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Improving sanitation in informal settlements

Improving sanitation in informal settlements

Staff Reporter

THE European Union launch a project in Namibia to help improve sanitation and contribute to the containment of the spread of Hepatitis E in Namibia’s informal settlements.

 

The project follows a successful piloting phase in the city of Windhoek during 2019-2020.

 

European Union Ambassador to Namibia, Sinikka Antila said the project will be implemented in 10 towns over the coming three years and will reach out to some 210,000 informal settlement residents.

 

“The EU is delighted to be part of this multi-stakeholder programme to support improved sanitation to communities in a manner, which we believe is workable and sustainable,” said Antila.

 

European Union launch project Namibia help improve sanitation containment spread Hepatitis E
Photo: Courtesy of the EU in Namibia

 

The project is supported by the European Union with an amount of €414.720.00 and aims to improve sanitation and contribute to the containment of the spread of Hepatitis E in Namibia’s informal settlements.

 

It uses a methodology called ‘Community Led Total Sanitation’ (CLTS), which is an approach that sensitises residents of informal settlements about the health dangers associated with open defecation and provides low-cost sanitation solutions for members of these communities to apply.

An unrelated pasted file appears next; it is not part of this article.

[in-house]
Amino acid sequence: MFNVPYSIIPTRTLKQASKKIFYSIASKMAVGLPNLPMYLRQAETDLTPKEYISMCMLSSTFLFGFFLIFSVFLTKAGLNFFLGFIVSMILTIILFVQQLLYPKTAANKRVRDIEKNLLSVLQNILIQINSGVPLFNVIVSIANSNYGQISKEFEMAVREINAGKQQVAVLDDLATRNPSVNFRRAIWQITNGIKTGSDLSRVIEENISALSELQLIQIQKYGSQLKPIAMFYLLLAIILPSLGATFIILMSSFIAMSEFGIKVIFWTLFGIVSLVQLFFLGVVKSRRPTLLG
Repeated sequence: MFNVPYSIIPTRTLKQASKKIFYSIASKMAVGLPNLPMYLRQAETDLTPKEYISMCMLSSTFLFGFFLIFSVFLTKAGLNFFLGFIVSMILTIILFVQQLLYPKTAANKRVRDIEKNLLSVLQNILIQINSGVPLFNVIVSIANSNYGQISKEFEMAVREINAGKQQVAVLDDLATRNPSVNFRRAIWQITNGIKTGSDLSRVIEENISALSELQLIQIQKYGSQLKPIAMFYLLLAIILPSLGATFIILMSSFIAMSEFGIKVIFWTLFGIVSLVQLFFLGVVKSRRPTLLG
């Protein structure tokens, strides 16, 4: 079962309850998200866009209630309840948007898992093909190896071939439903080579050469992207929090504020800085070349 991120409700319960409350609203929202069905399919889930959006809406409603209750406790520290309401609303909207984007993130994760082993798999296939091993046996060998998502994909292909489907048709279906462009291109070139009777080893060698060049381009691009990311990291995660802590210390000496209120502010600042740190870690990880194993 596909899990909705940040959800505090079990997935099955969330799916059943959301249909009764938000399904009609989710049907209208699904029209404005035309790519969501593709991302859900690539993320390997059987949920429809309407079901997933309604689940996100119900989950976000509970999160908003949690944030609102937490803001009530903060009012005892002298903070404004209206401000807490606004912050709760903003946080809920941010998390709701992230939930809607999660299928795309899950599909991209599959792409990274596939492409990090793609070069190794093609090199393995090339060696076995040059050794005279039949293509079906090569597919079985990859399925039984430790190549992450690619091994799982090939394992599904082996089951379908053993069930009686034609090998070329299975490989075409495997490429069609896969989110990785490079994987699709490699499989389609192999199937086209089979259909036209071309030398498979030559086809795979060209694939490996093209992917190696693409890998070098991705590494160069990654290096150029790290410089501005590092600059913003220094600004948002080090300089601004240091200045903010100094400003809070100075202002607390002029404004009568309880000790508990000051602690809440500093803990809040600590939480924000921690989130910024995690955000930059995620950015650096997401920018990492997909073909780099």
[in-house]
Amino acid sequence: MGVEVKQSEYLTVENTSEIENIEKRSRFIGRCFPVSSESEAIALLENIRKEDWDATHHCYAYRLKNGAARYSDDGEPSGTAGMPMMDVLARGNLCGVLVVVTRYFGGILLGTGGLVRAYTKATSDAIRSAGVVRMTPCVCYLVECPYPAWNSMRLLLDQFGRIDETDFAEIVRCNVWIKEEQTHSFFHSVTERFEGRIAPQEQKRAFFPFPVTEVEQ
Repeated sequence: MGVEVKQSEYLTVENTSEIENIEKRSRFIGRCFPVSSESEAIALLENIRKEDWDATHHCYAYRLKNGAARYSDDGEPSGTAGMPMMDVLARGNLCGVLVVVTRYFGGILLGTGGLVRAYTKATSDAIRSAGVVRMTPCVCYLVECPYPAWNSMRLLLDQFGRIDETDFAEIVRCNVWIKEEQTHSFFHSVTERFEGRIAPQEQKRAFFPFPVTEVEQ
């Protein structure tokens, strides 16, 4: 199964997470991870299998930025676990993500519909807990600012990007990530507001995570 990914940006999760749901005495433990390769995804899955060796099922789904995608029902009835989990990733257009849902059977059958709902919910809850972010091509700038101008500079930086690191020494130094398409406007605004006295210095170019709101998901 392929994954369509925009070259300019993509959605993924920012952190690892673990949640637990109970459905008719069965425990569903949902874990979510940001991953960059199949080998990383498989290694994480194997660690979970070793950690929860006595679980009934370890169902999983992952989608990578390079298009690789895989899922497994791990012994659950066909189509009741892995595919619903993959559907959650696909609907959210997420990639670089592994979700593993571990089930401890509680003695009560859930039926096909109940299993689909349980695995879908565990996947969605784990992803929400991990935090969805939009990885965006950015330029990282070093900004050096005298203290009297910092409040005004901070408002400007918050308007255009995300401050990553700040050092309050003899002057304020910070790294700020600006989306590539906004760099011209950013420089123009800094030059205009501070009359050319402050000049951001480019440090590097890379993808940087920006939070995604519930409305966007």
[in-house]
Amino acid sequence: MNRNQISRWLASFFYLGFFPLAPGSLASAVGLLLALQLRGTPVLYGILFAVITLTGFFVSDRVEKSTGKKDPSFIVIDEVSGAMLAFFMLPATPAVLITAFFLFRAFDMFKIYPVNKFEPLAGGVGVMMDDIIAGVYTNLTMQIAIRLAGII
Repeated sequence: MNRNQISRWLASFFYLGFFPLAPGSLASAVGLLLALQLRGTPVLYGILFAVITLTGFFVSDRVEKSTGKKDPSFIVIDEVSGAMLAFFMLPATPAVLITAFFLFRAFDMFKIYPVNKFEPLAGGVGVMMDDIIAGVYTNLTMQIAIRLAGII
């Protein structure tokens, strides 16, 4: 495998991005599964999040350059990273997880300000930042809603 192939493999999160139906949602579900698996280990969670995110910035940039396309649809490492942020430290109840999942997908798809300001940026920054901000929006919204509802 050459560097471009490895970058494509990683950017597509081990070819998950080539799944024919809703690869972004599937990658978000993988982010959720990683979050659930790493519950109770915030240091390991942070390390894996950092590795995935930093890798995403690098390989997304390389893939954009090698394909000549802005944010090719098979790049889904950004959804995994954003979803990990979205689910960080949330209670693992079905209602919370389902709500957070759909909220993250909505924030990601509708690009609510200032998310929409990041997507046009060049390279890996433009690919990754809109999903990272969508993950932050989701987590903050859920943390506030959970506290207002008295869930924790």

According to Antila, It will work through a wide network of volunteers with the aim to change hygiene behaviours of residents and stimulate the construction of improved sanitation facilities in collaboration with local authorities.

 

Open defecation causes major health and environmental problems within informal settlements where residents do not have access to proper sanitation facilities and are therefore forced to defecate in dry riverbeds or bushy areas near their homes.

 

Hepatitis E and COVID-19 are among the many diseases that can be spread through contact with faeces. According to the last Census data, an estimated 50% of informal settlement residents do not have access to sanitation. Open defecation is also demeaning to those forced to practice it and especially puts women and children at risk.

 

The COVID-19 pandemic has further highlighted the urgent need for improved sanitation and access to water in informal settlements, which are critical success drivers in combating Covid-19.

 

The project has already initiated the printing of information materials and constructed the first four- out of 50 sanitation centres that exhibit demonstration toilets that can easily be built by local residents themselves. The first towns where the project is being implemented are Karibib and Swakopmund where local authorities have welcomed the initiative.

 

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